Alternatively, the 18th century historian Abdullah Chaghtai states that the tomb belonged to Sahib i-Jamal, a wife of Jahangir who died in 1599. He further suggests that the tomb was mistakenly associated with Anarkali (literally meaning pomegranate blossom) due to the Bagh i-Anaran (Pomegranate Garden) that once grew around it.[38]

Marriages

Daniyal during his Deccan expedition in 1603

Daniyal's first wife was the daughter of Sultan Khwajah. The marriage took place on 10 June 1588 in the house of Daniyal's grandmother, Empress Hamida Banu Begum.[39] She was the mother of a daughter born on 26 May 1590,[40] and another daughter Sa'adat Banu Begum[1] born on 24 March 1592.[41] His second wife was the daughter of Qulij Khan Andijani. Akbar had intended that Qulij's daughter should be married to Daniyal. On 27 October 1593 the grandees were assembled outside the city, and the marriage took place. It occurred to Qulij Khan that Akbar might visit his house. In gratitude for this great favor he arranged a feast. His request was accepted and on 4 July there was a time of enjoyment.[42] She was the mother of a son born on 27 July 1597 and died in infancy,[43] and a daughter Bulaqi Begum.[1] She died near Gwalior on 12 September 1599.[44]

His third wife was Janan Begum, the daughter of Abdurrahim Khan-i Khanan. The marriage took place in around 1594. Akbar gave a great feast, and received such a quantity of presents of gold, and all sorts of precious things, that he was able to equip the army thereform.[45] She was the mother of a son born on 15 February 1602 and died soon after.[46] The prince was extremely fond of her, and after his death in 1604, she led a life full of sorrow.[1]

His fourth wife was the daughter of Rai Mal, the son of Rai Maldeo, ruler of Jodhpur. The marriage took place on the eve of 12 October 1595.[47] Danyal's fifth wife was the daughter of Raja Dalpat Ujjainiya. She was the mother of Prince Hushang Mirza born in 1604,[48] and of Princess Mahi Begum.[1] Another of his wives was the mother of Prince Tahmuras Mirza, Prince Baisungar Mirza born in 1604,[49] and Princess Burhani Begum.[1]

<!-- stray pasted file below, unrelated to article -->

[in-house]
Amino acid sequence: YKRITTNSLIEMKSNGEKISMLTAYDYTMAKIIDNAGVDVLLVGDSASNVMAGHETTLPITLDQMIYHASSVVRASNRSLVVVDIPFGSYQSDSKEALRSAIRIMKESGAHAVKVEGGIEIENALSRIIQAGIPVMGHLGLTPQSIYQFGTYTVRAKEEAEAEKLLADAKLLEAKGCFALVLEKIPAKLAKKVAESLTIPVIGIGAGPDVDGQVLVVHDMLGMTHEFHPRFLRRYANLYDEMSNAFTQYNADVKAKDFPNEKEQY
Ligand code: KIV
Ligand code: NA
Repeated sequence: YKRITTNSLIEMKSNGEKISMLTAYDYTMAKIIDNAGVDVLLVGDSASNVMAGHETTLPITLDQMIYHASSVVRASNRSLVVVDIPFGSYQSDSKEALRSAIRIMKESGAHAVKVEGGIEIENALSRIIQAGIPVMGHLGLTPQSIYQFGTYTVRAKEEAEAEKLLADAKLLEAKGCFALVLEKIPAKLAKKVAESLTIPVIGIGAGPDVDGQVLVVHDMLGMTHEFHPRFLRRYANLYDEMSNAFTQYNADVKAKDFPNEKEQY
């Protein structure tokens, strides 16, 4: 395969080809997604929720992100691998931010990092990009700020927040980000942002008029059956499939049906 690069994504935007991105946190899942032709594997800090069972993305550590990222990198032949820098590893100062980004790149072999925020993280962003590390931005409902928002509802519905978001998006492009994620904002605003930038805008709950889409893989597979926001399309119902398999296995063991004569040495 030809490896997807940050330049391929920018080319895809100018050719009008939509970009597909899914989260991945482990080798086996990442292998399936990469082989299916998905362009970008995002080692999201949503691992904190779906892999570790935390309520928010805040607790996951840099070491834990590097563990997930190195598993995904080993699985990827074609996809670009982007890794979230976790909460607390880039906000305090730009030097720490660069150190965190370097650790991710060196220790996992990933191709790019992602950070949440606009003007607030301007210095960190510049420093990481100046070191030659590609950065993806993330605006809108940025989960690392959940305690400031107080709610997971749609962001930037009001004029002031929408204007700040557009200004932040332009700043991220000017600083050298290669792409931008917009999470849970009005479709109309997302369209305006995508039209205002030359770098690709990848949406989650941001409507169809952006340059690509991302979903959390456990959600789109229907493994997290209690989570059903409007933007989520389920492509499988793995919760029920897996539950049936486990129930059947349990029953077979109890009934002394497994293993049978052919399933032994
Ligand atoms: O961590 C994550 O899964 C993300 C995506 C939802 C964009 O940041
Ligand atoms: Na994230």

His seventh wife was Sultan Begum, the daughter of Ibrahim Adil Shah II, ruler of Bijapur.[50] He had requested that his daughter be married to Daniyal. His request was accepted, and on 19 March 1600, Mir Jamal-ud-din Hussain was sent off with the arrangements of the betrothal. When he came to Bijapur, Adil treated him with honor. After over three years he sent him away with his daughter, and Mustafa Khan as her vakil. When Abdul Rahim Khan heard of her arrival he sent his son Mirza Iraj to meet her. Mirza Iraj brought her to Ahmadnagar. Mir Jamal-ud-din hastened off from there and went to the prince in Burhanpur. Daniyal accompanied by Abdul Rahim, came to Ahmadnagar. The marriage took place on 30 June 1604.[49]

Daniyal's eldest son Tahmuras Mirza was married to Bahar Banu Begum, daughter of Jahangir, and his second son Hoshang Mirza was married to Hoshmand Banu Begum, the daughter of Khusrau Mirza.[51]

References

  1. ^ a b c d e f Beveridge 1907, p. 1254.
  2. ^ Josiah Conder, India (1830), p. 273
  3. ^ Annemarie Schimmel, Stuart Cary Welch, Anvari's Divan: A Pocket Book for Akbar (1983), p. 32
  4. ^ Mohd. Ilyas Quddusi, Khandesh under the Mughals, 1601-1724 A.D (2002), p. 137
  5. ^ John Allan, Muslim India, (1958) p. 274
  6. ^ Edward James Rapson, Sir Wolseley Haig, Sir Richard Burn, The Cambridge History of India Vol. IV: The Mughal Period (1937), p. 102
  7. ^ C. M. Agrawal, Akbar and his Hindu officers: a critical study, (1986) p. 28
  8. ^ a b Michael Fisher, A Short History of the Mughal Empire, (2019) p. 144